Newspaper article The Journal (Newcastle, England)

Jewels of the Alps; AURICULAS ARE 'FLORIST' FLOWERS THAT INSPIRE A LEVEL OF PERFECTION BORDERING ON THE FANATICAL

Newspaper article The Journal (Newcastle, England)

Jewels of the Alps; AURICULAS ARE 'FLORIST' FLOWERS THAT INSPIRE A LEVEL OF PERFECTION BORDERING ON THE FANATICAL

Article excerpt

Byline: YOUR GARDEN With Diarmuid Gavin

ONE of the joys of visiting a flower show is the chance to reconnect with some traditions of garden craft. In our ever-changing world where times and seasons seem to whizz by, it's reassuring to meet dedicated growers who, year in year out, seek to perfect beautiful aspects of certain species.

Flower shows present them with the perfect stage to display the results of their toil.

Topping the list for me has always been the auricula theatres created at the Chelsea Flower Show - stepped displays of potted florals against a black background to create a theatrical set piece.

My favourite Chelsea display was often created by William Lockyer and family. William, or Bill as he was known to his friends, would attend with wife Joan and son Simon, dressed in formal suit, tie and bowler hat.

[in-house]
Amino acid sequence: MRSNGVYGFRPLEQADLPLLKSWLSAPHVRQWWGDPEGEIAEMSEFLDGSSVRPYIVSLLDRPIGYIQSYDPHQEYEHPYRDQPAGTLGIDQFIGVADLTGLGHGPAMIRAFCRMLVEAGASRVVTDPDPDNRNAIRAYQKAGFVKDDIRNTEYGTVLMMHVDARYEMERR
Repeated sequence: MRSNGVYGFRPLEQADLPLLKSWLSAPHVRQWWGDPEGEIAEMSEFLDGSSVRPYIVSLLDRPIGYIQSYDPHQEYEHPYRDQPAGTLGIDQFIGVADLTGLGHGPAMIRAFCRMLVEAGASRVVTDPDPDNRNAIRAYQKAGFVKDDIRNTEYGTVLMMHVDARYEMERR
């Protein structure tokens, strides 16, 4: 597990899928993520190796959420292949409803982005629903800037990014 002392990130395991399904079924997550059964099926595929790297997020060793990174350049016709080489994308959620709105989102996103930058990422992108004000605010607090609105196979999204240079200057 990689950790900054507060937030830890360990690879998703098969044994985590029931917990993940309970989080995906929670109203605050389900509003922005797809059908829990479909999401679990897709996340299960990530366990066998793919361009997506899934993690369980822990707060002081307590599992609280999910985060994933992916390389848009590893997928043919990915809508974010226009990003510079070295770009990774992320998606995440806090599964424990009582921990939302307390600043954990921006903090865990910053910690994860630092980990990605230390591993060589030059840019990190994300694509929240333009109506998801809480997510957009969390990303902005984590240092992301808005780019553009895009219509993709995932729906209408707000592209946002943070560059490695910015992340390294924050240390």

I visited their home on one occasion to see the breeding, growing and selection process.

Sadly Bill is no longer with us but the joy that he brought to so many will live on.

Auriculas are members of the Primula family and spring is their time to shine - so the best examples are often held back for display in the third week of May. So now is a good time to chat about them before they get lost in the blur of late spring action. Auriculas are alpine flowers, hailing from the great mountain ranges of central Europe - the Alps in France, the Apennines in Italy and across to the Tatra mountains of Slovakia and Poland.

Also known as the mountain cowslip, the auricula was introduced to Britain at the end of the 16th century by the Huguenots.

It became a 'florist' flower meaning that it was grown in pots for display at exhibitions, and specialist societies were founded.

It's one of those plants, like orchids and tulips, that inspired great passion and even obsession.

Today, there are more than a thousand cultivars and enthusiasts are always on the look out for new varieties. So what is all the fuss about? Well, it's the flowers - their shape, the jewel-like colours and exquisite delicacy of markings. Once you start to delve into the minutiae of the various classifications of auriculas and their characteristics, it's clear that it is a specialist subject with a language all its own - pips and trusses, pastes and grounds, stripes and selfs. …

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